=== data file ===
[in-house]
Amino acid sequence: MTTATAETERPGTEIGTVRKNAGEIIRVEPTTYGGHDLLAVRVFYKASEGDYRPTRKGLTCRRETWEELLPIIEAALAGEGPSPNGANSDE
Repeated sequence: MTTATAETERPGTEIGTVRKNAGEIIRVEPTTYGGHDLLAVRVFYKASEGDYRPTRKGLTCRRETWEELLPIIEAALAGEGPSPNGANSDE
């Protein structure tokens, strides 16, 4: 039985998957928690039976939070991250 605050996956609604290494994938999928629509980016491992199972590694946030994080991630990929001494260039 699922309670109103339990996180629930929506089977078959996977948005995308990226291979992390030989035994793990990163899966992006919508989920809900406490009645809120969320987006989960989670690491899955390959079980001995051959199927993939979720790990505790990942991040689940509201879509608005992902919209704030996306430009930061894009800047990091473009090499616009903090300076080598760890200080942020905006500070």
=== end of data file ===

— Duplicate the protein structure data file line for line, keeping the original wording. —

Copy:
[in-house]
Amino acid sequence: MTTATAETERPGTEIGTVRKNAGEIIRVEPTTYGGHDLLAVRVFYKASEGDYRPTRKGLTCRRETWEELLPIIEAALAGEGPSPNGANSDE
Repeated sequence: MTTATAETERPGTEIGTVRKNAGEIIRVEPTTYGGHDLLAVRVFYKASEGDYRPTRKGLTCRRETWEELLPIIEAALAGEGPSPNGANSDE
């Protein structure tokens, strides 16, 4: 039985998957928690039976939070991250 605050996956609604290494994938999928629509980016491992199972590694946030994080991630990929001494260039 699922309670109103339990996180629930929506089977078959996977948005995308990226291979992390030989035994793990990163899966992006919508989920809900406490009645809120969320987006989960989670690491899955390959079980001995051959199927993939979720790990505790990942991040689940509201879509608005992902919209704030996306430009930061894009800047990091473009090499616009903090300076080598760890200080942020905006500070």